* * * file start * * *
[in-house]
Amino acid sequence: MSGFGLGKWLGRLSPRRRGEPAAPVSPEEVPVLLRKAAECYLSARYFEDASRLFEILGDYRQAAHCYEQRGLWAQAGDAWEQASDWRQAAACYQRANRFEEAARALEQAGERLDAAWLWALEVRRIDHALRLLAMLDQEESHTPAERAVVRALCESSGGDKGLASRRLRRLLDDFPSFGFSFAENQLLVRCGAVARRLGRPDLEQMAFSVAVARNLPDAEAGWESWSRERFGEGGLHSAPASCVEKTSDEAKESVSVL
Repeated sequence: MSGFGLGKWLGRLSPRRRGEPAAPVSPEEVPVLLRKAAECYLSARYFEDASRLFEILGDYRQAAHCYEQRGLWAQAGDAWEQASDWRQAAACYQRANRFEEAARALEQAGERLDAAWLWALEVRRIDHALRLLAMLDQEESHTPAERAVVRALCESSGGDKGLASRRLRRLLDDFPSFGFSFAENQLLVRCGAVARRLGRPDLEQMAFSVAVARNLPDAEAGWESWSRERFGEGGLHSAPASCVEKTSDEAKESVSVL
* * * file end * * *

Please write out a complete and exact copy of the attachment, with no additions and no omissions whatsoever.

[in-house]
Amino acid sequence: MSGFGLGKWLGRLSPRRRGEPAAPVSPEEVPVLLRKAAECYLSARYFEDASRLFEILGDYRQAAHCYEQRGLWAQAGDAWEQASDWRQAAACYQRANRFEEAARALEQAGERLDAAWLWALEVRRIDHALRLLAMLDQEESHTPAERAVVRALCESSGGDKGLASRRLRRLLDDFPSFGFSFAENQLLVRCGAVARRLGRPDLEQMAFSVAVARNLPDAEAGWESWSRERFGEGGLHSAPASCVEKTSDEAKESVSVL
Repeated sequence: MSGFGLGKWLGRLSPRRRGEPAAPVSPEEVPVLLRKAAECYLSARYFEDASRLFEILGDYRQAAHCYEQRGLWAQAGDAWEQASDWRQAAACYQRANRFEEAARALEQAGERLDAAWLWALEVRRIDHALRLLAMLDQEESHTPAERAVVRALCESSGGDKGLASRRLRRLLDDFPSFGFSFAENQLLVRCGAVARRLGRPDLEQMAFSVAVARNLPDAEAGWESWSRERFGEGGLHSAPASCVEKTSDEAKESVSVL